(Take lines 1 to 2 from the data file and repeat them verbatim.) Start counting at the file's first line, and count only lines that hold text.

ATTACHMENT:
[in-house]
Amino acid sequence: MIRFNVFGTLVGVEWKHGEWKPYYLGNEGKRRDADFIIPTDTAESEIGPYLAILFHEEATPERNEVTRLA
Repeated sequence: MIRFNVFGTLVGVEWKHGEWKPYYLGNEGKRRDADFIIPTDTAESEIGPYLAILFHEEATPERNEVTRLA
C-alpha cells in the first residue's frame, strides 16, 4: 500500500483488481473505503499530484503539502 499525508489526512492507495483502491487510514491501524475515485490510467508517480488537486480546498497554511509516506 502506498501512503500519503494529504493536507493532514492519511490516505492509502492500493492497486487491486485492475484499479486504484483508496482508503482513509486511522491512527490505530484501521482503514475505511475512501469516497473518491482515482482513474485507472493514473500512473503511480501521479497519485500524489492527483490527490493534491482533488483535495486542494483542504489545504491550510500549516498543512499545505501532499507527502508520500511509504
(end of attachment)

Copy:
[in-house]
Amino acid sequence: MIRFNVFGTLVGVEWKHGEWKPYYLGNEGKRRDADFIIPTDTAESEIGPYLAILFHEEATPERNEVTRLA